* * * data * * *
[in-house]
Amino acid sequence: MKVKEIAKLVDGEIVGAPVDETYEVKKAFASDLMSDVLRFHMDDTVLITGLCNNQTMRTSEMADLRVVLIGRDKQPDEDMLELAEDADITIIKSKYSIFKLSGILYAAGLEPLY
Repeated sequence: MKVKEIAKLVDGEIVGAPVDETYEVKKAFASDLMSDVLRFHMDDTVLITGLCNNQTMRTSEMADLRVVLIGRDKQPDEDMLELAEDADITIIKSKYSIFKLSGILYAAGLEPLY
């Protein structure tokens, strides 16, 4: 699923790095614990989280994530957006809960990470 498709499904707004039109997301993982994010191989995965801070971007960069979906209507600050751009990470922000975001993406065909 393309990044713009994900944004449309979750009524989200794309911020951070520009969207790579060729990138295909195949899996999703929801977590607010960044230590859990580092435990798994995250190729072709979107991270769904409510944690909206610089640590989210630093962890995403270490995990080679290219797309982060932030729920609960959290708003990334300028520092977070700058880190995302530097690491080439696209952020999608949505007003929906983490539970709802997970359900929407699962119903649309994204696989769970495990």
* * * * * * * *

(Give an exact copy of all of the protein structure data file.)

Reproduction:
[in-house]
Amino acid sequence: MKVKEIAKLVDGEIVGAPVDETYEVKKAFASDLMSDVLRFHMDDTVLITGLCNNQTMRTSEMADLRVVLIGRDKQPDEDMLELAEDADITIIKSKYSIFKLSGILYAAGLEPLY
Repeated sequence: MKVKEIAKLVDGEIVGAPVDETYEVKKAFASDLMSDVLRFHMDDTVLITGLCNNQTMRTSEMADLRVVLIGRDKQPDEDMLELAEDADITIIKSKYSIFKLSGILYAAGLEPLY
């Protein structure tokens, strides 16, 4: 699923790095614990989280994530957006809960990470 498709499904707004039109997301993982994010191989995965801070971007960069979906209507600050751009990470922000975001993406065909 393309990044713009994900944004449309979750009524989200794309911020951070520009969207790579060729990138295909195949899996999703929801977590607010960044230590859990580092435990798994995250190729072709979107991270769904409510944690909206610089640590989210630093962890995403270490995990080679290219797309982060932030729920609960959290708003990334300028520092977070700058880190995302530097690491080439696209952020999608949505007003929906983490539970709802997970359900929407699962119903649309994204696989769970495990």